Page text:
We all know what happened in 2006. And as much as last night is revenge, 2006 will always hurt. The series was right there. Many Mavs fans will always blame refs, and I can't disagree to strongly based on some of the generous called afforded to Dwayne Wade. Let's just say, I'm glad Bennett Salvatore didn't make an appearance in the 2011 finals. Still, the refs didn't make Josh Howard call timeout after Dwayne Wade's first free throw, not his second, in the pivotal Game 5 (granted, Wade shouldn't have been on the line, but I digress). And no one was complaining about the officiating when Dallas was leading the Heat, 2-games-to-none and up by 13 points with 6:28 left in Game 3.
The next year, Dallas got off to a rough start, beginning 2006-07 with four straight losses before going on to an NBA-best 67-win season, but the first-round loss to Golden State was a kick to the groin of our playoff hopes. Former head coach Don Nelson guided the Golden State Warriors to a six-game series win, becoming the first 8-seed to top a 1-seed in the first round since the NBA went to a best-of-seven first round format. That team was supposed to redeem the '06 Finals collapse. Instead, it was an even bigger failure. As Mavs fans, it was devastating.
Head Coach Avery Johson was jettisoned after the 2008 season and a first-round loss to Chris Paul, David West, Tyson Chandler, and the New Orleans Hornets. Dallas had traded young point guard Devon Harris for aging veteran Jason Kidd. It was a move I didn't understand. It was a move I blasted Mark Cuban for saying he would do it again if given the chance to do it over. It was a move that didn't payoff, and that playoff failure cost Johnson, a former NBA Coach of the Year, his job.
In Avery's goodbye press conference, he noted five things that a championship-caliber team needed to have. At the time, it seemed like he was making excuses for coming up short. But retroactively, it seems he was right, because it's those five things that Dallas put together three years later to achieve ultimate glory.
Avery noted that championship teams need:
1. A superstar player
2. Strong center position
3. Guard that can dribble-drive, get to the free throw line
4. Depth on bench
5. Experience on coaching staff
Well doesn't that sound like the 2011 Mavs?
2. Tyson Chandler and Brendan Haywood
3. Jason Terry, Kidd & Barea
4. See Game 4 of the Lakers series
5. Rick Carlisle.
Yeah, so Avery had it right. Dallas, in fact, didn't have the pieces in place to win in 2008. But it's not like Rick Carlisle found the magic formula right out of the gate. Fans were calling for his head after last season's first-round exit to the seventh-seeded Spurs. The Mavs lost in the first round for three times in the last four seasons. Maybe that window that Dallas flung open with Dirk's and-one against Manu Ginobili in Game 7 in San Antonio in 2006 was slamming shut before our eyes.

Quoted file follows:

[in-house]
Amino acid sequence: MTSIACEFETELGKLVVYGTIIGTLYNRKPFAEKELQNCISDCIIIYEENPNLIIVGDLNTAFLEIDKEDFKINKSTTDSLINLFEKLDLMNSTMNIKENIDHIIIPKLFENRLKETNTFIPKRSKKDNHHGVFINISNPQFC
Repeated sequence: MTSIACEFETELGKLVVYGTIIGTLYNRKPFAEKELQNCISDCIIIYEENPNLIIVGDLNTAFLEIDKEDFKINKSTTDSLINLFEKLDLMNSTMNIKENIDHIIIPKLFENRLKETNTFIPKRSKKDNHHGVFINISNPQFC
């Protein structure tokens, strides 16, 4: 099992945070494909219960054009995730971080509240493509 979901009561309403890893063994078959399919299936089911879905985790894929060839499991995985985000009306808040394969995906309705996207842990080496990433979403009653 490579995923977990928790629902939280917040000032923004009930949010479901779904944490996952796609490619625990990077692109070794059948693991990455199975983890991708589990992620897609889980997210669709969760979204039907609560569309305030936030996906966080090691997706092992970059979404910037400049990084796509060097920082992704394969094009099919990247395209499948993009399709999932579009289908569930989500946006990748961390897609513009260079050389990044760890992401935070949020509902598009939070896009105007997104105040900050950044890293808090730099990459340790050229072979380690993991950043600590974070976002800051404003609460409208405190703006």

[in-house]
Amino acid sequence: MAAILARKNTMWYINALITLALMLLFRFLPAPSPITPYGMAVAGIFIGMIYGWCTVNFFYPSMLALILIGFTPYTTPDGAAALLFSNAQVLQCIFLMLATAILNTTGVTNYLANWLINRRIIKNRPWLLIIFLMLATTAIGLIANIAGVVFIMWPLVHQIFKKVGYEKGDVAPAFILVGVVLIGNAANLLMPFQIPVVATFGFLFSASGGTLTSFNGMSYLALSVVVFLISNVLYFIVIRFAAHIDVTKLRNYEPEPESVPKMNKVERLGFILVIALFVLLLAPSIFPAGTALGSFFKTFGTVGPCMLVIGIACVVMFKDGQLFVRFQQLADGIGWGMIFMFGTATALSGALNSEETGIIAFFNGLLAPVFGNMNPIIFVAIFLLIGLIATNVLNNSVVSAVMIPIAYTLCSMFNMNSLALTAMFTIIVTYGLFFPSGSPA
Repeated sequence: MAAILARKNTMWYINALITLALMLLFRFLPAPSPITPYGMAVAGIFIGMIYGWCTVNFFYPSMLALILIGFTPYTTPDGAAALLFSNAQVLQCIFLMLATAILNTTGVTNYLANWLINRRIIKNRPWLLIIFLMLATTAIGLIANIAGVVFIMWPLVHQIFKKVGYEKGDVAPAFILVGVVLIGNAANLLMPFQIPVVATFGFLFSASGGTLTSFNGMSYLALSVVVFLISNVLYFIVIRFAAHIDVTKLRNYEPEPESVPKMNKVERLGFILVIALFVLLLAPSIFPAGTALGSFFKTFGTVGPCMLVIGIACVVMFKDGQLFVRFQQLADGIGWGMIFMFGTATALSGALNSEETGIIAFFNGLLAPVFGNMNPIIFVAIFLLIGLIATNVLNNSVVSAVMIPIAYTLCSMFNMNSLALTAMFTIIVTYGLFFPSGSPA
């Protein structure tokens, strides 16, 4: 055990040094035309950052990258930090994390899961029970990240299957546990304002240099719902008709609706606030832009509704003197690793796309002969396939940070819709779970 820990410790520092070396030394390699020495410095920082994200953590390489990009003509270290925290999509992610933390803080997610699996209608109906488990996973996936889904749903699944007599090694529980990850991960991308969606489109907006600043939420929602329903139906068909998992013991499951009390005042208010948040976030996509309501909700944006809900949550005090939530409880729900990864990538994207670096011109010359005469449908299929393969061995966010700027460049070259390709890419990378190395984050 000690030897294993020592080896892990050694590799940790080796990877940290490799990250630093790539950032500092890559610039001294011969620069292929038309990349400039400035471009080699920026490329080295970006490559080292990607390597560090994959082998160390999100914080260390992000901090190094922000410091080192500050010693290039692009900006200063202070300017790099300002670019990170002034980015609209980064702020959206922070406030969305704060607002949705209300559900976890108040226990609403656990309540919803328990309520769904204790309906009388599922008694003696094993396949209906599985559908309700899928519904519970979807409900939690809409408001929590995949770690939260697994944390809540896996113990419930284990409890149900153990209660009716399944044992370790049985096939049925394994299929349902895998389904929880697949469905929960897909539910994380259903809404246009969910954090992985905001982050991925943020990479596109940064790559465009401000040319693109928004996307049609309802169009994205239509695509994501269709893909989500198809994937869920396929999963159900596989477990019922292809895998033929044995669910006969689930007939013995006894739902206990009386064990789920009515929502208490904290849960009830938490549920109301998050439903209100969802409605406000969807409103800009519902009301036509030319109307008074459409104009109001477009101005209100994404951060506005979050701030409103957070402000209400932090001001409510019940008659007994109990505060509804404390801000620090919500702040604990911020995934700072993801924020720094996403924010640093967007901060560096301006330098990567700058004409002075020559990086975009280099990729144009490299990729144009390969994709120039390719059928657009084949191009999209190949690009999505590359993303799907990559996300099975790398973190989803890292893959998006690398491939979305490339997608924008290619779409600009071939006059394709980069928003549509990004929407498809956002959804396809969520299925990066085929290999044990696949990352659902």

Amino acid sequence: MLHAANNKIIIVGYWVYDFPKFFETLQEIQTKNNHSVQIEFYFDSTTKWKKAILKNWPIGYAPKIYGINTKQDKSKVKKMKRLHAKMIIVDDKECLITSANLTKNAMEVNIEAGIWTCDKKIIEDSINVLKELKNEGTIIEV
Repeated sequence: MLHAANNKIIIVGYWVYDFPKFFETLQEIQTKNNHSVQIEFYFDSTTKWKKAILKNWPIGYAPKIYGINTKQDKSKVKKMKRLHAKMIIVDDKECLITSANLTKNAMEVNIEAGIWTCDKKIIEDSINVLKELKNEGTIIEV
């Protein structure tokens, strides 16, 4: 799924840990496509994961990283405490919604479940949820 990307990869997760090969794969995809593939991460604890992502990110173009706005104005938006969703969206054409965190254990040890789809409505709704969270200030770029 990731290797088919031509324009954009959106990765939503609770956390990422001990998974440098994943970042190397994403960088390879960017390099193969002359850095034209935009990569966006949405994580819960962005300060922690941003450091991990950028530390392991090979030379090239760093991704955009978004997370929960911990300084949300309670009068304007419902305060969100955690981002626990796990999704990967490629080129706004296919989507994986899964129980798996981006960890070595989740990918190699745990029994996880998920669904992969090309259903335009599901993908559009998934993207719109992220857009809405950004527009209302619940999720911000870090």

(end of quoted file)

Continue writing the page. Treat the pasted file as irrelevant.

50 Redundant Wins
Dallas was rocking and rolling to start the 2010-11 season. There were plenty of big wins, and the Mavs were one of the NBA's best teams before injuries to Dirk Nowitzki and Caron Butler proved to be significant setbacks, leading to a six-game losing streak, the longest since Mark Cuban bought the team, but merely "just another week" by 1990s franchise standards.
In November, the Mavs had a great come-from-behind win over the Detroit Pistons, at which time I wrote this blog about the greatness of Dirk and what we as Mavs fans were fortunate enough to witness. At the time I wrote it with the hope that one day he would win at title but knowing the reality didn't look too good. I finished the post by saying:
There will at some point come a time when he no longer suits up for the Mavs. I hope it's not for a while, because as he displayed on Tuesday night against Detroit, he is still very much capable of dominating a game in the NBA. But when his time as a Maverick is done, with a ring or not, he will be looked back at as one of the greatest sports figures the DFW metropplex has ever seen. He'll be up there with Troy Aikman, Roger Staubach, Nolan Ryan. He's one ring away from immortality status as far as the rest of the NBA is concerned, but here in Dallas, let's hope his team's fans know better than that.It feels so much better knowing his legacy will not be accompanied with the Stockton/Malone-esque "greatest to never win a championship" label.